Variational quantum algorithms (VQAs), which classically optimize a parametrized quantum circuit to solve a computational task, promise to advance our understanding of quantum many-body systems and improve machine learning algorithms using near-term quantum computers. Prominent challenges associated with this family of quantum-classical hybrid algorithms are the control of quantum entanglement and quantum gradients linked to their classical optimization. Known as the barren plateau phenomenon, these quantum gradients may rapidly vanish in the presence of volume-law entanglement growth, which poses a serious obstacle to the practical utility of VQAs. Inspired by recent studies of measurement-induced entanglement transition in random circuits, we investigate the entanglement transition in variational quantum circuits endowed with intermediate projective measurements. Considering the Hamiltonian Variational Ansatz (HVA) for the XXZ model and the Hardware Efficient Ansatz (HEA), we observe a measurement-induced entanglement transition from volume-law to area-law with increasing measurement rate. Moreover, we provide evidence that the transition belongs to the same universality class of random unitary circuits. Importantly, the transition coincides with a “landscape transition” from severe to mild/no barren plateaus in the classical optimization. Our work may provide an avenue for improving the trainability of quantum circuits by incorporating intermediate measurement protocols in currently available quantum hardware.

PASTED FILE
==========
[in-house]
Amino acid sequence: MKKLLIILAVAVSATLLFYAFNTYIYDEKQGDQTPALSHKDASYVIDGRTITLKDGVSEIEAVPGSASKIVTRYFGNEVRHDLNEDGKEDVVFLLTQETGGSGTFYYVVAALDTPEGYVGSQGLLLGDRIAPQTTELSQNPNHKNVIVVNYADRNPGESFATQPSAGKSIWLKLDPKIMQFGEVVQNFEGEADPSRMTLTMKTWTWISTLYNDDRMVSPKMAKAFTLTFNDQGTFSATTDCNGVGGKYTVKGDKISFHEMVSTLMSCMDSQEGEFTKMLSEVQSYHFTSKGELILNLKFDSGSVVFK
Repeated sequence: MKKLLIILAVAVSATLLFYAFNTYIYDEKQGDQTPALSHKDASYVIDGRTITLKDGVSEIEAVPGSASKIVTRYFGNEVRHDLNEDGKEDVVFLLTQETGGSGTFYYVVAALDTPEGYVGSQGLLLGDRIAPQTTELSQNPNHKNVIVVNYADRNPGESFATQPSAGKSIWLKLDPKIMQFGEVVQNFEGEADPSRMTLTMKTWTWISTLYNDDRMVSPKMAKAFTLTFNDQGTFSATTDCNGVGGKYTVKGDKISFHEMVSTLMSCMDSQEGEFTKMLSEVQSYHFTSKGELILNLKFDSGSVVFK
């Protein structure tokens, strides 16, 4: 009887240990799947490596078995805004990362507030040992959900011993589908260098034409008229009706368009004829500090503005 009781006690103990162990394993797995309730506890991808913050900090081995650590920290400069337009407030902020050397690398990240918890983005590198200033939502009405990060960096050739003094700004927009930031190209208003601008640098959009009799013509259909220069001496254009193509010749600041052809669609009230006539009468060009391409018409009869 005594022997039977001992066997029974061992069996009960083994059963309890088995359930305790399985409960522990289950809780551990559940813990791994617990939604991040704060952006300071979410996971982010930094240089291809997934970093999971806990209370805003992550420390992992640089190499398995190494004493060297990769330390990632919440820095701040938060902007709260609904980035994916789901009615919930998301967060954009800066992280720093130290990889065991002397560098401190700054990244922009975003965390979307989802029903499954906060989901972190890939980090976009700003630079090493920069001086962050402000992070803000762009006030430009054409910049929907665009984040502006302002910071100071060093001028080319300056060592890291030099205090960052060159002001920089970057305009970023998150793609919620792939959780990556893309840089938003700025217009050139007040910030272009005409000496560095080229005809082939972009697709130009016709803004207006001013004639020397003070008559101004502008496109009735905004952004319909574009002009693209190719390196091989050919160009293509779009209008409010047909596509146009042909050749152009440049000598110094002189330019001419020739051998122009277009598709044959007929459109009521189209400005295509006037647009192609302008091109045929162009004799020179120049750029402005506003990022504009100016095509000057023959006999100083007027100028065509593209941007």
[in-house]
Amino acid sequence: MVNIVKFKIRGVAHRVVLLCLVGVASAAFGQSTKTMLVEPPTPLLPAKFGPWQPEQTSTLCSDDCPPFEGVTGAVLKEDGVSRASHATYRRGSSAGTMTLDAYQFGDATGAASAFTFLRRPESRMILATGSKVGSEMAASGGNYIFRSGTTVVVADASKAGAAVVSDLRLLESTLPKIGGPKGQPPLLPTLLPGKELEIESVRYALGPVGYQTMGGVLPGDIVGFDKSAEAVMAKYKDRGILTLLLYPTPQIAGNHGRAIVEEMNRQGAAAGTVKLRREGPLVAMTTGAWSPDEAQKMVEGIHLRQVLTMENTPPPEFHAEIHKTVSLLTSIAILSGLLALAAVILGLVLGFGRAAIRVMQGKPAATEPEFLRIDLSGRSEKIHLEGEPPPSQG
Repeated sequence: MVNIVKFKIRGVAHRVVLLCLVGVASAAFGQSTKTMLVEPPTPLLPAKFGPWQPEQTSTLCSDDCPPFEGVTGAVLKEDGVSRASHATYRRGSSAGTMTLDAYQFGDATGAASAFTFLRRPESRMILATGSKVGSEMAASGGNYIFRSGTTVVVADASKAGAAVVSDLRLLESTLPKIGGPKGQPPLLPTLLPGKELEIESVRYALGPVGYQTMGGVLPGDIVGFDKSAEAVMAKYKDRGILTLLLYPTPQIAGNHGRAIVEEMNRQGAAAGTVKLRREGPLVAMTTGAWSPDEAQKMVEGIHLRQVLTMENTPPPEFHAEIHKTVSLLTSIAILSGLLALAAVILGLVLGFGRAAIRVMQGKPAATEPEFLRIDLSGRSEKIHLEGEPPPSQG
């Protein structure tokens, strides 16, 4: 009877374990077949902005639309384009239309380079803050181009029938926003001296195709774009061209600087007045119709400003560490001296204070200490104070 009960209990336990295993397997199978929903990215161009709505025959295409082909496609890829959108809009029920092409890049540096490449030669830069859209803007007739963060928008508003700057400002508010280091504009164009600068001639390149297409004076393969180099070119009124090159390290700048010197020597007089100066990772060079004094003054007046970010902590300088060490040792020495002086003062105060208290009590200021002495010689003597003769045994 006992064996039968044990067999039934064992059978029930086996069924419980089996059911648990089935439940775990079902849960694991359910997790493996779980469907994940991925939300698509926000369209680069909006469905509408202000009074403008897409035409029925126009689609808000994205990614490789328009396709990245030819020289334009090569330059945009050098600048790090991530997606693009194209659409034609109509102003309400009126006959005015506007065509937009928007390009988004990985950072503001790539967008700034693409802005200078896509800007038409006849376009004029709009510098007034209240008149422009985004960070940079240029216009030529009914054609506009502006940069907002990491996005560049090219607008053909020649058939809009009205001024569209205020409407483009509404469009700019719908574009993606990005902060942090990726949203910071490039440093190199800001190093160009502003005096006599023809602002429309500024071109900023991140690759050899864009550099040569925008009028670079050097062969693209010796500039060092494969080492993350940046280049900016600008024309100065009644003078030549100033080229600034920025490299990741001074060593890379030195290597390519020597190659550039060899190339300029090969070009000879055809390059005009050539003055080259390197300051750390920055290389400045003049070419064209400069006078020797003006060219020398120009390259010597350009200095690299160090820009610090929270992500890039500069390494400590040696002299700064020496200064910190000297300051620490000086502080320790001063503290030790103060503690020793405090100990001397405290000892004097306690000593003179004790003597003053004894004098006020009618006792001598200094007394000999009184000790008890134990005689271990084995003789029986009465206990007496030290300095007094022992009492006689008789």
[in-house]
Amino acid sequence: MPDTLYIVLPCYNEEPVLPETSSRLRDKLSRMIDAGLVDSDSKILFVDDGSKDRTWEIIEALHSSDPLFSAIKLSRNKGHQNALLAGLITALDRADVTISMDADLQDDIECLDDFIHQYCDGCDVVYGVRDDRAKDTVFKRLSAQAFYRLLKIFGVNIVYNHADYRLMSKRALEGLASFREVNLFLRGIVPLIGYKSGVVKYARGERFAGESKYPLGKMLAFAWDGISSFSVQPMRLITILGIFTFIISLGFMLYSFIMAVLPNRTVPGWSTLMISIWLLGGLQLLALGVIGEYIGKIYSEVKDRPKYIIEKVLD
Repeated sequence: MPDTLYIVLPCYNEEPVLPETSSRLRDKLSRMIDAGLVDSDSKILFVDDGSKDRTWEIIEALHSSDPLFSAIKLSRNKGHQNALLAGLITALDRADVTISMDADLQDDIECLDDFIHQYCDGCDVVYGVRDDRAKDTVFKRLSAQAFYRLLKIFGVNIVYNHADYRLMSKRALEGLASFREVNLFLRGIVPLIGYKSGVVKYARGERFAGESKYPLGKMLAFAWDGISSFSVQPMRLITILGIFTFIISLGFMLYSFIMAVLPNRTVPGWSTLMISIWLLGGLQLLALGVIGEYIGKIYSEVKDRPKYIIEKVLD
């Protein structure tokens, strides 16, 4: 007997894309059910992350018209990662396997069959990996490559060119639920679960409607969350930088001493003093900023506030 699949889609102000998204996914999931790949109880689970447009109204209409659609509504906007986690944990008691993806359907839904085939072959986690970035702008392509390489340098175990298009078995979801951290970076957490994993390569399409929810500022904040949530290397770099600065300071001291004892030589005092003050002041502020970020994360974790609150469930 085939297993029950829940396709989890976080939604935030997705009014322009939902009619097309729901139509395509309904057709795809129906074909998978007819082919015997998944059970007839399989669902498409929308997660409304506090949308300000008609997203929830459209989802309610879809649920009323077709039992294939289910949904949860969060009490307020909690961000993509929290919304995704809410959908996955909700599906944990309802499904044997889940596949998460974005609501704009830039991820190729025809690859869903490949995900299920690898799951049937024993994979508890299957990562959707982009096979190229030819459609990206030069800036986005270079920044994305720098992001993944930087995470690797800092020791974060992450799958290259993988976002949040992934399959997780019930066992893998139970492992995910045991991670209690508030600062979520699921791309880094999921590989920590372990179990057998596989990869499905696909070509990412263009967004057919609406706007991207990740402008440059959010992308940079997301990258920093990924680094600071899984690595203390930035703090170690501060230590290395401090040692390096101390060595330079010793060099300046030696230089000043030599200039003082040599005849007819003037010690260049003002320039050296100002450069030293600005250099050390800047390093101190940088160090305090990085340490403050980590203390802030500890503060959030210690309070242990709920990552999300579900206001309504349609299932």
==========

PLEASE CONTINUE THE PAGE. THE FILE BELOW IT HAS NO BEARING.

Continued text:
Authors / Affiliations: mappings to Contributors and OrganizationsSee all Organizations.
- 1 University of Waterloo [UW]
- 2 Institut de Vector / Vector Institute
- 3 University of Toronto
- 4 University of New Mexico [UNM]
- Canadian Institute for Advanced Research
- Calcul canada / Compute Canada
- Government of Ontario
- National Science Foundation [NSF]
- Conseil de Recherches en Sciences Naturelles et en Génie / Natural Sciences and Engineering Research Council [NSERC / CRSNG]
- Shared Hierarchical Academic Research Computing Network
- United States Department of Energy [DOE]
- University of Toronto
- Vector Institute